MEASURES AND METHODS USED TO ASSESS THE SAFETY AND USABILITY OF DRIVER INFORMATION SYSTEMS. FINAL REPORT

This report concerns in-car systems that may be used to present navigation, hazard warning, vehicle monitoring, traffic, and other information to drivers in cars of the future. It describes in detail measurements researchers have made to determine if those systems are safe and easy to use. Measures that appear most promising for safety and usability tests of driver information systems include the standard deviation of lane position, speed, speed variance, and the mean and frequency of driver eye fixations to displays and mirrors. In some cases, laboratory measures (errors, etc.) may also be useful. Also of interest are time-to-collision and time-to-line crossing, although hardware for readily measuring them in real time is not available. Of lesser utility are workload estimates (SWAT, TLX). Secondary task measures and physiological measures are very weak predictors of safety and usability. To assess usability, application-specific measures (e.g., the number of wrong turns made in using a navigation system) should be collected.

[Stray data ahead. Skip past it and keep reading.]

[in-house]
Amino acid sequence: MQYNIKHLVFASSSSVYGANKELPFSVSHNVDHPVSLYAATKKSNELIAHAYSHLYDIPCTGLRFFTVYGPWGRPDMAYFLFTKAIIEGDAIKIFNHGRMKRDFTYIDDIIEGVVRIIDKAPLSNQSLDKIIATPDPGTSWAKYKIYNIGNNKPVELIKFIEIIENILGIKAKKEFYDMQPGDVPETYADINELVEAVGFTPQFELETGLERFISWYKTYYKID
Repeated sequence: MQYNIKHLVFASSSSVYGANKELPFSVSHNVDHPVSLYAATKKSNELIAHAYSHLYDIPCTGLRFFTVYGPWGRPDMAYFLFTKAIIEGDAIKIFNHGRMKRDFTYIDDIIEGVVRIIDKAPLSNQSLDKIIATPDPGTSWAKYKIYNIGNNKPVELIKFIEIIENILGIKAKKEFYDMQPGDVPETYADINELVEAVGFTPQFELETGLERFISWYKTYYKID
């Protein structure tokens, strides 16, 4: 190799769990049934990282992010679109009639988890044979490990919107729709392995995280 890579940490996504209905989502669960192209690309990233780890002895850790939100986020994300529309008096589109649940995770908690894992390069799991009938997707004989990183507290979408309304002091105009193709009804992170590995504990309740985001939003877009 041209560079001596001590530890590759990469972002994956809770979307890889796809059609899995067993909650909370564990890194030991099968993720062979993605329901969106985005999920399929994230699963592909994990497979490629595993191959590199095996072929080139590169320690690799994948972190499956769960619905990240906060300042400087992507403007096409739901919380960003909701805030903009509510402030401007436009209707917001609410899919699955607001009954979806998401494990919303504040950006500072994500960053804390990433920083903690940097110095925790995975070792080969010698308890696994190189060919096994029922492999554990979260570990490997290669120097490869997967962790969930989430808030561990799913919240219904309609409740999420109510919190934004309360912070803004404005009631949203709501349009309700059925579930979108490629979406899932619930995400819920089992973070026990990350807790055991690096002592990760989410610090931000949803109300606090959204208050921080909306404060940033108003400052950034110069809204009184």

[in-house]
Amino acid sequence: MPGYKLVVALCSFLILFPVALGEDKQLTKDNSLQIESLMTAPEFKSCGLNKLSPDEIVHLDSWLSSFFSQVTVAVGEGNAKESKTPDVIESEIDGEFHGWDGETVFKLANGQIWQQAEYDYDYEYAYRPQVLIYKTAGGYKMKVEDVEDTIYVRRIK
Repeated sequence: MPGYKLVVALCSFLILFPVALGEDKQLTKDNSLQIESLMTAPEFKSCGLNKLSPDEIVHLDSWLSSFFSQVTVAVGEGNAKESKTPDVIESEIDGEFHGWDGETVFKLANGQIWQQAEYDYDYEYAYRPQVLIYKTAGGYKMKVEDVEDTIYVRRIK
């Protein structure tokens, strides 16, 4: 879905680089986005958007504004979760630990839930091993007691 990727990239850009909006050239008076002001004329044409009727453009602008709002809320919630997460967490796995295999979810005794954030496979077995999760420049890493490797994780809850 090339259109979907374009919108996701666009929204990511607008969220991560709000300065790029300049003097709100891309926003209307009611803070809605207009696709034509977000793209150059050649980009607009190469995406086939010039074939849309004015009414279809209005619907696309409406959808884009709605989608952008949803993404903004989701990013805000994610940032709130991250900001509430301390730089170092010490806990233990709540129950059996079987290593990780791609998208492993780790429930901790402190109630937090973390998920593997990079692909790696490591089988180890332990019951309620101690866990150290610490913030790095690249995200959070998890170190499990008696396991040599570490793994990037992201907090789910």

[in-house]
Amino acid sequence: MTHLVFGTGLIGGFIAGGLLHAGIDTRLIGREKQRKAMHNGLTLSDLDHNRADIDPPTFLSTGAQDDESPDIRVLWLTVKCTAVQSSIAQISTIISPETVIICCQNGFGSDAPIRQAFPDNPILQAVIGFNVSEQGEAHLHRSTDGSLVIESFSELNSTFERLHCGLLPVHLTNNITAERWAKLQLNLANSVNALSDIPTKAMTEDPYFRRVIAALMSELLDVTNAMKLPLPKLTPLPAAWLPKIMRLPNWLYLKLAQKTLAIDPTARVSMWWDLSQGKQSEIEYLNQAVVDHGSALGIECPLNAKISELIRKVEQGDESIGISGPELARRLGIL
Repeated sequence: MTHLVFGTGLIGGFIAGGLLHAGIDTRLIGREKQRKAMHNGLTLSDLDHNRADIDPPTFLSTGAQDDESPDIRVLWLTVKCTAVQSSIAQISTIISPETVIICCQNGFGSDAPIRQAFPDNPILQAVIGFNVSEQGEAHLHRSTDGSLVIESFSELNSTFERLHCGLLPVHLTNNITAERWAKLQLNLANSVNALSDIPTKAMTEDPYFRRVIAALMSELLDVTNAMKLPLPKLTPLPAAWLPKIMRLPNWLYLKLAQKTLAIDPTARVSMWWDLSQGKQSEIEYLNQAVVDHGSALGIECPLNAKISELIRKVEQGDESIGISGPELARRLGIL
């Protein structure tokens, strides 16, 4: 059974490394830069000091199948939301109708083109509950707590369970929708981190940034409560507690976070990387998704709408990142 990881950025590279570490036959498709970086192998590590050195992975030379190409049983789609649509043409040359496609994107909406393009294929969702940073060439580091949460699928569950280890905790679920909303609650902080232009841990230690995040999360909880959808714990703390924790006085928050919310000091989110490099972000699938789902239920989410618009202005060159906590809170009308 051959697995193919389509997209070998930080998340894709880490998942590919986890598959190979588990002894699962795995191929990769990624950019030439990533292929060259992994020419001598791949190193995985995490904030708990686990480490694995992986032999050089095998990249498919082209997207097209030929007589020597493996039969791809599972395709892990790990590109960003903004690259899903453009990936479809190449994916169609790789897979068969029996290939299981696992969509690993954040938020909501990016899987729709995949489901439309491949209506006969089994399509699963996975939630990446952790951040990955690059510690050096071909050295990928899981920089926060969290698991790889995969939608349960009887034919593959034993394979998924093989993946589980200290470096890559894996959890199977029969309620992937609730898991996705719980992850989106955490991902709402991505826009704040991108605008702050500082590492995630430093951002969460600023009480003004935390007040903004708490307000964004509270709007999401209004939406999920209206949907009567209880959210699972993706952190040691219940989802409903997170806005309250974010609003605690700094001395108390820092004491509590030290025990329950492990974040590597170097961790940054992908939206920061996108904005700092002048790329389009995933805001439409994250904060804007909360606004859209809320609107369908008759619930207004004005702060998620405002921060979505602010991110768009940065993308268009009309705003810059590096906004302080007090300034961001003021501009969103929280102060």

• Supplemental Notes:
    • This research was jointly funded by the Federal Highway Administration and the National Highway Traffic Safety Administration.
  • Corporate Authors:

    University of Michigan Transportation Research Institute

    2901 Baxter Road
    Ann Arbor, MI  United States  48109-2150

    Federal Highway Administration

    Turner-Fairbank Highway Research Center, 6300 Georgetown Pike
    McLean, VA  United States  22101
  • Authors:
    • Green, P
  • Publication Date: 1995-8

Language

  • English

Media Info

  • Features: Figures; References; Tables;
  • Pagination: 116 p.

Subject/Index Terms

Filing Info

  • Accession Number: 00720243
  • Record Type: Publication
  • Report/Paper Numbers: FHWA-RD-94-088, UMTRI-92-12
  • Contract Numbers: DTFH61-89-C-00044
  • Files: TRIS, USDOT
  • Created Date: Apr 22 1996 12:00AM